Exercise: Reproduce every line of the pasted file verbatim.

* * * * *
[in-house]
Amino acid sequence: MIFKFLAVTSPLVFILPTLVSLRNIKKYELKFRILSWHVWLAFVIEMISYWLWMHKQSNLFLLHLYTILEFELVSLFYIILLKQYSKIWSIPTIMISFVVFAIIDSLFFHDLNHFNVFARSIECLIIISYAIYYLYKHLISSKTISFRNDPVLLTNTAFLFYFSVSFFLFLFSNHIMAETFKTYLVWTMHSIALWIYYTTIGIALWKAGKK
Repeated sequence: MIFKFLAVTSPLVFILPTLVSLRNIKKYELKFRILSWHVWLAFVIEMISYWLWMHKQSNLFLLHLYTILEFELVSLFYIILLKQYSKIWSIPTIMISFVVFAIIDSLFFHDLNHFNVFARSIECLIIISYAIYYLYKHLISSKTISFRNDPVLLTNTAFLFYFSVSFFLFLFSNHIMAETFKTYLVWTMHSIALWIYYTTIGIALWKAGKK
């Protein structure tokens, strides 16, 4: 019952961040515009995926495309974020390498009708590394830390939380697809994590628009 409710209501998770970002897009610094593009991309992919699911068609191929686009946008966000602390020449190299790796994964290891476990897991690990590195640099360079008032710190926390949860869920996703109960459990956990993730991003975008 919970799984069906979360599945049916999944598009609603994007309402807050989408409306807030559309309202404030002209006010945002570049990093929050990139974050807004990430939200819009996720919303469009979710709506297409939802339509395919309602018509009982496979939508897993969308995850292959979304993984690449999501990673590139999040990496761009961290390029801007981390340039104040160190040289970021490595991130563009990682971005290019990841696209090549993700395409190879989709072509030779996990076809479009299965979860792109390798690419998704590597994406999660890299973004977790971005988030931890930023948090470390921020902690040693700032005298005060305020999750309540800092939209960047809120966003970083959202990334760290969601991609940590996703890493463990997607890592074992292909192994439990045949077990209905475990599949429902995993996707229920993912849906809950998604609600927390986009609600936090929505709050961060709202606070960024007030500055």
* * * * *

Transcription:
[in-house]
Amino acid sequence: MIFKFLAVTSPLVFILPTLVSLRNIKKYELKFRILSWHVWLAFVIEMISYWLWMHKQSNLFLLHLYTILEFELVSLFYIILLKQYSKIWSIPTIMISFVVFAIIDSLFFHDLNHFNVFARSIECLIIISYAIYYLYKHLISSKTISFRNDPVLLTNTAFLFYFSVSFFLFLFSNHIMAETFKTYLVWTMHSIALWIYYTTIGIALWKAGKK
Repeated sequence: MIFKFLAVTSPLVFILPTLVSLRNIKKYELKFRILSWHVWLAFVIEMISYWLWMHKQSNLFLLHLYTILEFELVSLFYIILLKQYSKIWSIPTIMISFVVFAIIDSLFFHDLNHFNVFARSIECLIIISYAIYYLYKHLISSKTISFRNDPVLLTNTAFLFYFSVSFFLFLFSNHIMAETFKTYLVWTMHSIALWIYYTTIGIALWKAGKK
């Protein structure tokens, strides 16, 4: 019952961040515009995926495309974020390498009708590394830390939380697809994590628009 409710209501998770970002897009610094593009991309992919699911068609191929686009946008966000602390020449190299790796994964290891476990897991690990590195640099360079008032710190926390949860869920996703109960459990956990993730991003975008 919970799984069906979360599945049916999944598009609603994007309402807050989408409306807030559309309202404030002209006010945002570049990093929050990139974050807004990430939200819009996720919303469009979710709506297409939802339509395919309602018509009982496979939508897993969308995850292959979304993984690449999501990673590139999040990496761009961290390029801007981390340039104040160190040289970021490595991130563009990682971005290019990841696209090549993700395409190879989709072509030779996990076809479009299965979860792109390798690419998704590597994406999660890299973004977790971005988030931890930023948090470390921020902690040693700032005298005060305020999750309540800092939209960047809120966003970083959202990334760290969601991609940590996703890493463990997607890592074992292909192994439990045949077990209905475990599949429902995993996707229920993912849906809950998604609600927390986009609600936090929505709050961060709202606070960024007030500055």